This is not to say that the Chinese will not teach martial principles and techniques to outside door students and even foreigners, though the value of what is given away is very limited. Thus it was that in CE1393, thirty-six Chinese families came to live in the Okinawan village of Toci (also known as Kume Mura) as part of a token military and political presence. From time to time, military attaches would teach rudimentary martial techniques to Okinawans, perhaps with the intention of encouraging unrest between the islanders and the occupying mainland Japanese forces. The Okinawans appreciated Chinese instruction and in recognition of it, one of the names they gave to their developing art was T’ang Hand (To Te in Okinawan).This name comes from the T’ang period of China which extended from CE618-907, and during this period a high level of martial art was practised. The Tang period is known as China’s “Golden Age.” The Chinese today still refer to themselves as “Tang” people.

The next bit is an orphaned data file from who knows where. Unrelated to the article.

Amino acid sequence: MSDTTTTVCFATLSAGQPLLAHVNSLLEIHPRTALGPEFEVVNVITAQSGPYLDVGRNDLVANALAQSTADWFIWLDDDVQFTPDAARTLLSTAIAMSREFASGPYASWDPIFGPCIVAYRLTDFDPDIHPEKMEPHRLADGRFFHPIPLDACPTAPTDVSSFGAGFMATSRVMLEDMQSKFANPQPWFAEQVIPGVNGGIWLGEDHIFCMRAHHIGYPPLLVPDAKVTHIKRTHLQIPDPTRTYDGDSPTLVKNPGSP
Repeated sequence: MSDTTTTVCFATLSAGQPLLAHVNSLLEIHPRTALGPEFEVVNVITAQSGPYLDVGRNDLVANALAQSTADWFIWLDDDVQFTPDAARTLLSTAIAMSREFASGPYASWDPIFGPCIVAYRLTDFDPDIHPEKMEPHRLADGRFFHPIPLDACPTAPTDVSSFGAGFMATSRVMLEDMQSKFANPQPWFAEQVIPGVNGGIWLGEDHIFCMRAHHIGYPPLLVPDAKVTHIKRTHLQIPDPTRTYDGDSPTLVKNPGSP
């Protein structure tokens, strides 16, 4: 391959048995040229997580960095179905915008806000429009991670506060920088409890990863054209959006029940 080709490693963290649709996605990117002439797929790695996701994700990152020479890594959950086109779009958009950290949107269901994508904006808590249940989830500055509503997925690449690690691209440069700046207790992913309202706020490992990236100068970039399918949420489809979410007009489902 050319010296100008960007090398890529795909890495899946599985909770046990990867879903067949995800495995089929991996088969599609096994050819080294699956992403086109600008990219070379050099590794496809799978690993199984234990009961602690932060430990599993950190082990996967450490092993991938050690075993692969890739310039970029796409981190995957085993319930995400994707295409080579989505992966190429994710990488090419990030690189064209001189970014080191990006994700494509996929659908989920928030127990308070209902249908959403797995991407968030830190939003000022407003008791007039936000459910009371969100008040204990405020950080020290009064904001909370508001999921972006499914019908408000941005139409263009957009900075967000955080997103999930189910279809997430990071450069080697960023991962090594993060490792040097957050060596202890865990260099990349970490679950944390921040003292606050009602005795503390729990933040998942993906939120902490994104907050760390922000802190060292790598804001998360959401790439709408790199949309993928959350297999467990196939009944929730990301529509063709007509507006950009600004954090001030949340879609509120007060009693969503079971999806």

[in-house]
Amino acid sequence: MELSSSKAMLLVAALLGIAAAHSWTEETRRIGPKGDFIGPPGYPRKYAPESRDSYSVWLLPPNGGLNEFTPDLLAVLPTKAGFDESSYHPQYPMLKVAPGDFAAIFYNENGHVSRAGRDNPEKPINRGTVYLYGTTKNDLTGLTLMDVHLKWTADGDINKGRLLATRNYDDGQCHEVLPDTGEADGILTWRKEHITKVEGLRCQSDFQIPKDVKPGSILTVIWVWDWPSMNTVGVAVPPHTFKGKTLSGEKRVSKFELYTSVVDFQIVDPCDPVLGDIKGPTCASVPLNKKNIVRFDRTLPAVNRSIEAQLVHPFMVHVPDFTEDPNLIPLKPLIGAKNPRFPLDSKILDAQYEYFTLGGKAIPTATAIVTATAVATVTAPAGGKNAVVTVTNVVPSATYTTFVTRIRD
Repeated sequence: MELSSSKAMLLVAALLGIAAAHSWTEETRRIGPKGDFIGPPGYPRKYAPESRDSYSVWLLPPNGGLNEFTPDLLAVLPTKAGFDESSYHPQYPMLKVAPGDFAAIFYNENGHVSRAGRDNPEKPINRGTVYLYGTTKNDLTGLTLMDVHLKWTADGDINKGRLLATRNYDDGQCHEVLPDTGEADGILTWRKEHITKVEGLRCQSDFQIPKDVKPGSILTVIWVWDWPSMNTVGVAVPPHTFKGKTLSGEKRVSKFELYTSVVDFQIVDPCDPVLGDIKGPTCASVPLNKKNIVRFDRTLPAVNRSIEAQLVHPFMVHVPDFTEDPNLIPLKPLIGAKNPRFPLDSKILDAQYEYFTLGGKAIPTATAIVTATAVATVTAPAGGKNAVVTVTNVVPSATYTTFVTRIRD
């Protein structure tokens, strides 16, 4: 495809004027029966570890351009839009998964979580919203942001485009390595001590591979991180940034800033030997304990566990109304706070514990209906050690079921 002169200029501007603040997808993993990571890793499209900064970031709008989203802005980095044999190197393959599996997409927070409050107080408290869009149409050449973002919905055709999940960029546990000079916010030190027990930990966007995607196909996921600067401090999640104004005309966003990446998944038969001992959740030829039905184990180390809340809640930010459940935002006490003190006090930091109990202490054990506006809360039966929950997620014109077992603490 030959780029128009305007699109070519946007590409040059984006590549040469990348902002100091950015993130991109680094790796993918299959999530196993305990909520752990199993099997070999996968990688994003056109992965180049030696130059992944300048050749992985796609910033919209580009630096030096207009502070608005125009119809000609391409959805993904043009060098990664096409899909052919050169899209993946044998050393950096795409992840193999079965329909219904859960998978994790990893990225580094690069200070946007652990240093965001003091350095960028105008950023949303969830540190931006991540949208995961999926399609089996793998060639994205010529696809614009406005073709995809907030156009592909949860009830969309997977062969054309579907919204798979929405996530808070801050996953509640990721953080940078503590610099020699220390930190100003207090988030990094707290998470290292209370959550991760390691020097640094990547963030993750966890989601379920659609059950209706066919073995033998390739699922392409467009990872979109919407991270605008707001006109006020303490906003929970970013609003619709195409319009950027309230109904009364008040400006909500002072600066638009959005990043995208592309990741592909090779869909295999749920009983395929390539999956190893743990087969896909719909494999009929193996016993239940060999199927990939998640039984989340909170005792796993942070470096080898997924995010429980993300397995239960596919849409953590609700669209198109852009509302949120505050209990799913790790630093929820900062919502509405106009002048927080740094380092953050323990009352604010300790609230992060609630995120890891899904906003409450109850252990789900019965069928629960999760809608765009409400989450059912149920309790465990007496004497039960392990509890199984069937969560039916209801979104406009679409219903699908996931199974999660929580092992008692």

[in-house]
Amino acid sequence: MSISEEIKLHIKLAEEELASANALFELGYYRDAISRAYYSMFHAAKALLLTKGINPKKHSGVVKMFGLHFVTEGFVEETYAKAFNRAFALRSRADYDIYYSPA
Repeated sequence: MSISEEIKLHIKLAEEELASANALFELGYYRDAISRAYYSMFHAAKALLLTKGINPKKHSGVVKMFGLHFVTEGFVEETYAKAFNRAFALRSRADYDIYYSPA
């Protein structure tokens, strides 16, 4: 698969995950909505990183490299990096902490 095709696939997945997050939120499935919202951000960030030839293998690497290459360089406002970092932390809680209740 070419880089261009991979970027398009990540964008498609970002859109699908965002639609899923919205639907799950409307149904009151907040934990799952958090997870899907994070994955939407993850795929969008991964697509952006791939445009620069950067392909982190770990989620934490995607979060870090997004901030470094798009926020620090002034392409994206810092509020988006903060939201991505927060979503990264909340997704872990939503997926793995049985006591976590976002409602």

At this point, I wish to pause to mention the Shaolin Temple. Ch’an (Zen) Buddhism was introduced to China by an Indian warrior monk named Bodidharma (Da Mo is the Chinese reading of his name). One of the places he stayed at was the monastery of Shaolin and it is claimed that whilst there, he taught the monks two sets of exercises to toughen them up so they could meditate for longer periods. Some people claim that these two sets of exercises formed the basis of Chinese martial art but this, of course, could not be true. Chinese martial arts predate Bodidharma’s visit to Shaolin circa CE600 and there is no evidence to link the exercises he taught with actual martial art practice.